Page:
(CNN) — Donald Trump’s biggest detractors in the 2024 Republican presidential race offered mixed reactions Tuesday to the former president’s indictment by a Georgia grand jury.

Trump has remained defiant in the face of the new charges against him and 18 others stemming from their efforts to overturn his 2020 electoral defeat. He now faces four separate indictments at the same time that he’s running for president as the front-runner for the GOP nomination.

Two rivals argued that the charges Trump faces in Fulton County are similar to the election interference charges brought by federal special counsel Jack Smith in Washington, and said the federal case should take precedence.

Here’s what Trump’s 2024 GOP opponents are saying about the latest indictment:

Former Vice President Mike Pence

Pence, who broke with Trump on the day of the US Capitol riot and certified the results of the 2020 election, on Wednesday said “no one’s above the law” but that Trump is “entitled to the presumption of innocence.”

“Despite what the former president and his allies have said, for now more than two and a half years, and continue to insist to this very hour, the Georgia election was not stolen and I had no right to overturn the election on January 6,” Pence said at the National Conference of State Legislatures legislative summit.

Former New Jersey Gov. Chris Christie

Christie told Fox News that he is “uncomfortable” with what he views as an “unnecessary” indictment from Fulton County District Attorney Fani Willis.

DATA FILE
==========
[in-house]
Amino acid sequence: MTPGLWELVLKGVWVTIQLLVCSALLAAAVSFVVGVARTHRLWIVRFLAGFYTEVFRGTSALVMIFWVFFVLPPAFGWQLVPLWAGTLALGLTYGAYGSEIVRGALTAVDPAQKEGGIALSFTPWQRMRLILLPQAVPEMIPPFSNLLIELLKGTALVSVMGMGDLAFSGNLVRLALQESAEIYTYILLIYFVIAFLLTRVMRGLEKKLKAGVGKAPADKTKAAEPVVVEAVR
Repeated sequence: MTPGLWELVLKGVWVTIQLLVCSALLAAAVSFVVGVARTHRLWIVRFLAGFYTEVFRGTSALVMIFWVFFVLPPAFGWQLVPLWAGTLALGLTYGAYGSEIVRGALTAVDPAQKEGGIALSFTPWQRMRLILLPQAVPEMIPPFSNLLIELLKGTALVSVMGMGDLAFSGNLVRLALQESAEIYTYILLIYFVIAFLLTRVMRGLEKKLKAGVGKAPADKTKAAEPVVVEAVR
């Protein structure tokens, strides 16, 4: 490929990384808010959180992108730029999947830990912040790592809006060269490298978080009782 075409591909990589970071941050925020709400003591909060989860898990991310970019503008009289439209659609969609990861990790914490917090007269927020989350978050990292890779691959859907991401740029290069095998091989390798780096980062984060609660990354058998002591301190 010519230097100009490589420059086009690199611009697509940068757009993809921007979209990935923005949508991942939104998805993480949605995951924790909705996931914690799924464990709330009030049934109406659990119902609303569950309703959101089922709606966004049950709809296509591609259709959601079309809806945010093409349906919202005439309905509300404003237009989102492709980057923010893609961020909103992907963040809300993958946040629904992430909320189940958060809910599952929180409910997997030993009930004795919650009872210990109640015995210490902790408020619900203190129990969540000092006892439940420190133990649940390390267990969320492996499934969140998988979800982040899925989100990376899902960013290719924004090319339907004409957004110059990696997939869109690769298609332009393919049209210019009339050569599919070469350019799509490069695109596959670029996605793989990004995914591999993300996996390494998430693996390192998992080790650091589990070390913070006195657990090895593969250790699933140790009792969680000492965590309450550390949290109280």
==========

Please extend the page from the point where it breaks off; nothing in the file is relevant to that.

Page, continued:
“I think that this conduct is essentially covered by the federal indictment,” he said. “I would have less of a problem with this if she decided, ‘OK, I’m not going to charge Donald Trump here, because he has been charged for, essentially this conduct, by Jack Smith.’”

However, Christie said the Fulton County prosecution of Trump’s close allies, including former White House chief of staff Mark Meadows and personal lawyer Rudy Giuliani, was “more defensible” because they “have not been charged at the federal level” like Trump has.

Christie defended the timing of Willis’ indictment, saying that Trump’s decision to run in 2024 was “not an excuse” for the justice system to stop operating.

“I think all of these judges in the end will make decisions based upon the reasonable availability of all the witnesses and everyone else,” he said.

Later, in an interview with CNN’s Jake Tapper, Christie was asked whether Willis might have brought charges against Trump because he wouldn’t be able to shut down the state case and pardon himself if he is elected president again in 2024, Christie said, “I don’t think that’s the prosecutor’s job. The prosecutor’s job is to look at how do you administer justice in this case.”

He said Republican voters should ask themselves, “Is someone out on bail in four jurisdictions really our best chance to beat Joe Biden?”

“Are we really going to continue to act as if this is normal conduct? It’s not,” he said.

Former Arkansas Gov. Asa Hutchinson

Hutchinson, who has long called for Trump to drop out of the race because of his conduct, said the latest indictment further strengthens his belief that the former president should not be seeking the 2024 GOP nomination.